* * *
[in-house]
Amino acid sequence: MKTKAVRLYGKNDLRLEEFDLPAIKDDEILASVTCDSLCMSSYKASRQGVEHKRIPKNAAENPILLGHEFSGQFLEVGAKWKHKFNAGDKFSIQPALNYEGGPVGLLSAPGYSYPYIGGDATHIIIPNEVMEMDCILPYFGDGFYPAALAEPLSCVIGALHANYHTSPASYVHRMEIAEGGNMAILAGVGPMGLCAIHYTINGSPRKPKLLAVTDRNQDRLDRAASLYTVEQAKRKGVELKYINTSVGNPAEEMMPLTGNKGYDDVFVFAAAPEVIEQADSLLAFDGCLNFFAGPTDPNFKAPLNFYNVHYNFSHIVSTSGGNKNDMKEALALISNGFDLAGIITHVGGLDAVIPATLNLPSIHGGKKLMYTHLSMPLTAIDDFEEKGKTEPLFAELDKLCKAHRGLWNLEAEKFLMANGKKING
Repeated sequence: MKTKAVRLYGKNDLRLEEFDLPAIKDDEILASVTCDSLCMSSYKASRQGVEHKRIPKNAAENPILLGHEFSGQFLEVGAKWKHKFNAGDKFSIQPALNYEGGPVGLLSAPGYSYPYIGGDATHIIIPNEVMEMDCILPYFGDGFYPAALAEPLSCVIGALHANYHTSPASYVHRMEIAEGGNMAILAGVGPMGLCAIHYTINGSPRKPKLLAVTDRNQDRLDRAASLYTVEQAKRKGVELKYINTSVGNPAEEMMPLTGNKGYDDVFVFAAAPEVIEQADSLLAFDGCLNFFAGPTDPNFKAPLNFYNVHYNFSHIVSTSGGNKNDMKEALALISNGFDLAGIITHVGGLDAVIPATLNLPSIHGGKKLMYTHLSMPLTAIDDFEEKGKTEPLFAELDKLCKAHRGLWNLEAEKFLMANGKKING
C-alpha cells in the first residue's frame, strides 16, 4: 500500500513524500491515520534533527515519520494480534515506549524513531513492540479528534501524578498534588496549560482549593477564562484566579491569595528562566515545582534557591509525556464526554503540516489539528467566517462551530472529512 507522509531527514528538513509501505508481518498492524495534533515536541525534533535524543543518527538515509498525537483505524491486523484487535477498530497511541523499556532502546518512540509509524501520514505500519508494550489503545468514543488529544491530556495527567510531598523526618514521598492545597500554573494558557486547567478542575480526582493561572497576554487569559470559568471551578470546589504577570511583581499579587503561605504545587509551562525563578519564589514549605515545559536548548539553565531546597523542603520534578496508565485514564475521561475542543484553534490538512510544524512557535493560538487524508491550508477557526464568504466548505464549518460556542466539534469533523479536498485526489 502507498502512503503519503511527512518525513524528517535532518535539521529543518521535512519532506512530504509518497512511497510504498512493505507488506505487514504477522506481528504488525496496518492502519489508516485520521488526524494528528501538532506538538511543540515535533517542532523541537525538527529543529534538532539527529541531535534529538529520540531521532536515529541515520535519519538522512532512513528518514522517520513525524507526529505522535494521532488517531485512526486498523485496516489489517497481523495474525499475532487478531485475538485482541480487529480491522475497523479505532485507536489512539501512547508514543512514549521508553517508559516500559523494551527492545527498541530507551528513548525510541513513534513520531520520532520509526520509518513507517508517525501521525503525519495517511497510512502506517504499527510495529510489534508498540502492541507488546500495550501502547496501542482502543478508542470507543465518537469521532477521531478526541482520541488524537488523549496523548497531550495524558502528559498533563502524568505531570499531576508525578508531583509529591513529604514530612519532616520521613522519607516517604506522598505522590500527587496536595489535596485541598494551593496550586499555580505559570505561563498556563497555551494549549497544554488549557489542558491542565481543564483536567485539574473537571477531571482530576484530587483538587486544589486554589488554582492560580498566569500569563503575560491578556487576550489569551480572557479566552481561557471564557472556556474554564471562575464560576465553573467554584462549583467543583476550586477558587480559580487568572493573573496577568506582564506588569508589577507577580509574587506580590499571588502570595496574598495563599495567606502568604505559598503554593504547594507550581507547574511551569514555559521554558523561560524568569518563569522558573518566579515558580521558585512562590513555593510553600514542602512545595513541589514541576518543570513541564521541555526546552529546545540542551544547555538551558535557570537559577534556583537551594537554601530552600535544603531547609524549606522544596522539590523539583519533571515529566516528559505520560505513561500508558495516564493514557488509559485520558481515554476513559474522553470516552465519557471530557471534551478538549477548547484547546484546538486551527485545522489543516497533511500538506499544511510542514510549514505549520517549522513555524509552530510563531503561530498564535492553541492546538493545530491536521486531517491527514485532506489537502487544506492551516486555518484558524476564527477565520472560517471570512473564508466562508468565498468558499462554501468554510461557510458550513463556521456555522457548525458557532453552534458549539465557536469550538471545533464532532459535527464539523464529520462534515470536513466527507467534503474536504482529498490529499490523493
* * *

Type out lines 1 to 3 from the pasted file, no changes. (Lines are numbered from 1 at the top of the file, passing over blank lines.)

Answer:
[in-house]
Amino acid sequence: MKTKAVRLYGKNDLRLEEFDLPAIKDDEILASVTCDSLCMSSYKASRQGVEHKRIPKNAAENPILLGHEFSGQFLEVGAKWKHKFNAGDKFSIQPALNYEGGPVGLLSAPGYSYPYIGGDATHIIIPNEVMEMDCILPYFGDGFYPAALAEPLSCVIGALHANYHTSPASYVHRMEIAEGGNMAILAGVGPMGLCAIHYTINGSPRKPKLLAVTDRNQDRLDRAASLYTVEQAKRKGVELKYINTSVGNPAEEMMPLTGNKGYDDVFVFAAAPEVIEQADSLLAFDGCLNFFAGPTDPNFKAPLNFYNVHYNFSHIVSTSGGNKNDMKEALALISNGFDLAGIITHVGGLDAVIPATLNLPSIHGGKKLMYTHLSMPLTAIDDFEEKGKTEPLFAELDKLCKAHRGLWNLEAEKFLMANGKKING
Repeated sequence: MKTKAVRLYGKNDLRLEEFDLPAIKDDEILASVTCDSLCMSSYKASRQGVEHKRIPKNAAENPILLGHEFSGQFLEVGAKWKHKFNAGDKFSIQPALNYEGGPVGLLSAPGYSYPYIGGDATHIIIPNEVMEMDCILPYFGDGFYPAALAEPLSCVIGALHANYHTSPASYVHRMEIAEGGNMAILAGVGPMGLCAIHYTINGSPRKPKLLAVTDRNQDRLDRAASLYTVEQAKRKGVELKYINTSVGNPAEEMMPLTGNKGYDDVFVFAAAPEVIEQADSLLAFDGCLNFFAGPTDPNFKAPLNFYNVHYNFSHIVSTSGGNKNDMKEALALISNGFDLAGIITHVGGLDAVIPATLNLPSIHGGKKLMYTHLSMPLTAIDDFEEKGKTEPLFAELDKLCKAHRGLWNLEAEKFLMANGKKING